fb-pixel Skip to main content
Gary Washburn | On basketball

Upheaval affecting those Celtics left behind

Jeff Green was a polarizing figure in Boston, with freakish athleticism but a lack of consistency.Pat Greenhouse/Globe Staff/File/Globe Staff

TORONTO — The laughter remains. The Celtics’ locker room was loose Saturday night prior to the team’s matchup with the Toronto Raptors, as if it were a normal regular-season game.

It wasn’t. Organization upheaval and tremors are cracking the ground around each player, most of them unsure of their future with the team. Jameer Nelson, who looks as if he will be a permanent fixture on the inactive list until he negotiates a buyout, appears resigned that he’s played his last game for the Celtics. Evan Turner just signed a two-year contract and appears safe. Gerald Wallace knows he’s likely going to stay put only because of the size of his contract.


But the players were obviously affected by watching Jeff Green and Brandan Wright shuttled out of Indianapolis just moments before tip Friday night, leaving Celtics coach Brad Stevens to play counselor and organizational rep while basketball boss Danny Ainge is busy working the phones.

Wright was traded to Phoenix, and Green was told to go back to Boston and wait for a trade to the Grizzlies.

The direction of the organization is in question. Green was the team’s leading scorer, but he also had a $9.2 million option on his contract that he easily could have rejected and become an unrestricted free agent. So in return, the Celtics would much rather have another first-round pick and the available salary-cap space instead of making a long-term commitment.

Green was a polarizing figure in Boston, good enough to entice fans with his freakish athleticism, but not passionate enough to turn his talent into consistent performances. Even with the primary scoring responsibility being handed to him with the trades of Paul Pierce and Kevin Garnett, he still didn’t become that dependable option, so his days were numbered the moment Rajon Rondo was moved Dec. 18.


The Celtics are going to play consistently hard for Stevens on most nights, as they did Friday night in an overtime loss in Indiana and in the early going Saturday night against Toronto. The players in the lineup realize that playing time and roles aren’t promised to anyone.

As much as Stevens probably wanted to bench Green for his lack of energy to begin games, especially on the defensive side, he couldn’t. It would have damaged his trade value and there would have been no going back.

The question Celtics fans have to ask themselves is whether they can accept prospects and kids making mistakes as opposed to players who know better.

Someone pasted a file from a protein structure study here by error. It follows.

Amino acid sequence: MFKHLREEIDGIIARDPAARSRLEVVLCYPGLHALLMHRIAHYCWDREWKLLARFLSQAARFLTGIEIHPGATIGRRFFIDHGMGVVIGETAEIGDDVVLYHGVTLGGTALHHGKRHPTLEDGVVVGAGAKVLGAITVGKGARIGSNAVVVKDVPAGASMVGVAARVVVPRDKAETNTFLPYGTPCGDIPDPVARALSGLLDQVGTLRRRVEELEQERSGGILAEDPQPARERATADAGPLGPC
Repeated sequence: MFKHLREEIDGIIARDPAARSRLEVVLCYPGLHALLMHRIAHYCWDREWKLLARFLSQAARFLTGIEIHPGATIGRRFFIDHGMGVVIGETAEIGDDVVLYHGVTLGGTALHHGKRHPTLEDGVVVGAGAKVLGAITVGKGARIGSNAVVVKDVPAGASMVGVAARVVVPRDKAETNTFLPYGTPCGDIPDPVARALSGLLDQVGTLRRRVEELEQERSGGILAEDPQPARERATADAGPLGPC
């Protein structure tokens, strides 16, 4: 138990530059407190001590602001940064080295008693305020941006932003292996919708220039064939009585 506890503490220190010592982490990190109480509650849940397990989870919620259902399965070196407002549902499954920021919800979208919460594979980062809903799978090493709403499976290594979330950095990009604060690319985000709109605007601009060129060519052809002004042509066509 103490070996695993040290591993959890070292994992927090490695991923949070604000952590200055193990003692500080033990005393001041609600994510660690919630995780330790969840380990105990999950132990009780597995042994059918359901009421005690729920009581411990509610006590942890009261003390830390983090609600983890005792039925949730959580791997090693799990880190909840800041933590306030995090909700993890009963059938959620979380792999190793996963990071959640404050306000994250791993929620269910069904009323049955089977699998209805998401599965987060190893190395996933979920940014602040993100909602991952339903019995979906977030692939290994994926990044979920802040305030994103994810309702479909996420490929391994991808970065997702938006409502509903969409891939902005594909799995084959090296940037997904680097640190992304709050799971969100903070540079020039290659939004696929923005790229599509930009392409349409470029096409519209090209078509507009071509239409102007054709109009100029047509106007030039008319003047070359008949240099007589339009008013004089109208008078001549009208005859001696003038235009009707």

The rebuilding plan has taken a few steps back because Ainge could not pull off the blockbuster deal to net a superstar, leaving the veterans in the locker room to wonder when they’re next.

“I don’t know man, it’s tough,” impending free agent Brandon Bass said of the situation. “The best way to go about it is treat every day like it’s every day, like nothing’s going on and stay on top of your situation and wish the best for everybody else.”

Bass has seen it all since he’s been in Boston. He’s competed for titles, watched the Big Three get traded away or allowed to leave, and then watched Green get pulled from the lineup and told to go back to Boston.

“Man, I just try not to get too high or too low,” Bass said. “I feel like the more you are in this league, the more you experience and I’ve seen some things since I’ve been here and [Friday night] was definitely something. I’ve never seen that before. It’s another story I can share. It’s been different. There’s definitely been some highs but I think it’s a blessing to be a part of this. That fact your team is rebuilding, that says you’ve been around a while.”


At age 38, Stevens is turning into a life coach, attempting to convince his younger players that there is a purpose here, that Boston will keep some of its roster and stability is on the horizon, but he doesn’t know quite when.

“We prepare to win every day,” he said. “That’s what we try to do. That’s what we have to do whether you’re playing guys that are 20 years old or whether you’re playing 12 veterans. The emphasis and the day-to-day preparation has to be the same.

“We’re in a position right now where we’d be behind [in the lottery] if the season ended today, but the focus is on playing the best and winning the next game. That’s what we do every single time.”

When asked what he says to players who may think they’re the next to be traded, Stevens said, “I think it’s easy to speculate and we’ve all seen that but I think that there’s a lot that occurs throughout the course of a season. There’s a lot that these guys have to deal with.


“The way our guys played [Friday night] was pretty remarkable considering when I walked [in] to do the pregame speech, I didn’t know, let alone who was going to start, who was going to be available.”

There’s only so much Stevens can say because everything is so fluid.

While he keeps in close contact with Ainge, his responsibility is to coach whomever is wearing green. The answers are limited. The plan has many unknown parts. The only certainty is change.

Gary Washburn can be reached at gwashburn@globe.com. Follow him on Twitter at @GwashburnGlobe.